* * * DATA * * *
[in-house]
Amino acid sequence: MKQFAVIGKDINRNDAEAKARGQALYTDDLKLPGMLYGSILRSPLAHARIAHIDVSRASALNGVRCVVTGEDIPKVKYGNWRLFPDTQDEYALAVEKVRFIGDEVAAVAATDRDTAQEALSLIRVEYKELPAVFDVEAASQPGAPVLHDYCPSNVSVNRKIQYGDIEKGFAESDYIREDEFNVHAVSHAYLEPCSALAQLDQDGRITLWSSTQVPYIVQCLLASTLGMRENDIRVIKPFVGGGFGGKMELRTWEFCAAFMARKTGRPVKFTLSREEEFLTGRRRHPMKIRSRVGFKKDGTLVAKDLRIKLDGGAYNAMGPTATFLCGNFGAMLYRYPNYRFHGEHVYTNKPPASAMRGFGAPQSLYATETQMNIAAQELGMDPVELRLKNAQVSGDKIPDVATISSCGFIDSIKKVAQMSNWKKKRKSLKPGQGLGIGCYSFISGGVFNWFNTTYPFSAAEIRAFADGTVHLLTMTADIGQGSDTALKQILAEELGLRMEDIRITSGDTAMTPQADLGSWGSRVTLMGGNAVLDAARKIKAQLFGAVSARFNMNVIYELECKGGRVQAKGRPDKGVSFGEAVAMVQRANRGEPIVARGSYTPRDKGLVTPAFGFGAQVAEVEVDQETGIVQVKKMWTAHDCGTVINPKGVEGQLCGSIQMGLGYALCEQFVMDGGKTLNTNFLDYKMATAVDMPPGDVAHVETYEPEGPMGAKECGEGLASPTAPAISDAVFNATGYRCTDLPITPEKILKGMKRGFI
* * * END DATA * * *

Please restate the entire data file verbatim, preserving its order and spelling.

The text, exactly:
[in-house]
Amino acid sequence: MKQFAVIGKDINRNDAEAKARGQALYTDDLKLPGMLYGSILRSPLAHARIAHIDVSRASALNGVRCVVTGEDIPKVKYGNWRLFPDTQDEYALAVEKVRFIGDEVAAVAATDRDTAQEALSLIRVEYKELPAVFDVEAASQPGAPVLHDYCPSNVSVNRKIQYGDIEKGFAESDYIREDEFNVHAVSHAYLEPCSALAQLDQDGRITLWSSTQVPYIVQCLLASTLGMRENDIRVIKPFVGGGFGGKMELRTWEFCAAFMARKTGRPVKFTLSREEEFLTGRRRHPMKIRSRVGFKKDGTLVAKDLRIKLDGGAYNAMGPTATFLCGNFGAMLYRYPNYRFHGEHVYTNKPPASAMRGFGAPQSLYATETQMNIAAQELGMDPVELRLKNAQVSGDKIPDVATISSCGFIDSIKKVAQMSNWKKKRKSLKPGQGLGIGCYSFISGGVFNWFNTTYPFSAAEIRAFADGTVHLLTMTADIGQGSDTALKQILAEELGLRMEDIRITSGDTAMTPQADLGSWGSRVTLMGGNAVLDAARKIKAQLFGAVSARFNMNVIYELECKGGRVQAKGRPDKGVSFGEAVAMVQRANRGEPIVARGSYTPRDKGLVTPAFGFGAQVAEVEVDQETGIVQVKKMWTAHDCGTVINPKGVEGQLCGSIQMGLGYALCEQFVMDGGKTLNTNFLDYKMATAVDMPPGDVAHVETYEPEGPMGAKECGEGLASPTAPAISDAVFNATGYRCTDLPITPEKILKGMKRGFI